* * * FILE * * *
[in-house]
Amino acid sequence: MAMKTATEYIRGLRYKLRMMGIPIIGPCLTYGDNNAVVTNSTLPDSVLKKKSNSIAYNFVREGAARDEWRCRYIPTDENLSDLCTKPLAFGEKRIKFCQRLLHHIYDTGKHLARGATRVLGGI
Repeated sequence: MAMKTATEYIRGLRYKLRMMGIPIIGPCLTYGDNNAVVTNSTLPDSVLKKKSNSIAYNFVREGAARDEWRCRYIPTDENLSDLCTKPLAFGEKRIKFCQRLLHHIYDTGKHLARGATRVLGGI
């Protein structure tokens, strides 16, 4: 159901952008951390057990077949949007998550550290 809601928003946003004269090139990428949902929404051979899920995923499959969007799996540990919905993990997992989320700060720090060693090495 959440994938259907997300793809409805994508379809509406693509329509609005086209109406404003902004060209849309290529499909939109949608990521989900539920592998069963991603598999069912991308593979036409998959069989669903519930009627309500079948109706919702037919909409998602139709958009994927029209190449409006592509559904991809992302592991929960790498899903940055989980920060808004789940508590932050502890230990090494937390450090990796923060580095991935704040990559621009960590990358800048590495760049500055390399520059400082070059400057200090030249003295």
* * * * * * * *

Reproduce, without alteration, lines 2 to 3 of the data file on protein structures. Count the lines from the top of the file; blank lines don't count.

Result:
Amino acid sequence: MAMKTATEYIRGLRYKLRMMGIPIIGPCLTYGDNNAVVTNSTLPDSVLKKKSNSIAYNFVREGAARDEWRCRYIPTDENLSDLCTKPLAFGEKRIKFCQRLLHHIYDTGKHLARGATRVLGGI
Repeated sequence: MAMKTATEYIRGLRYKLRMMGIPIIGPCLTYGDNNAVVTNSTLPDSVLKKKSNSIAYNFVREGAARDEWRCRYIPTDENLSDLCTKPLAFGEKRIKFCQRLLHHIYDTGKHLARGATRVLGGI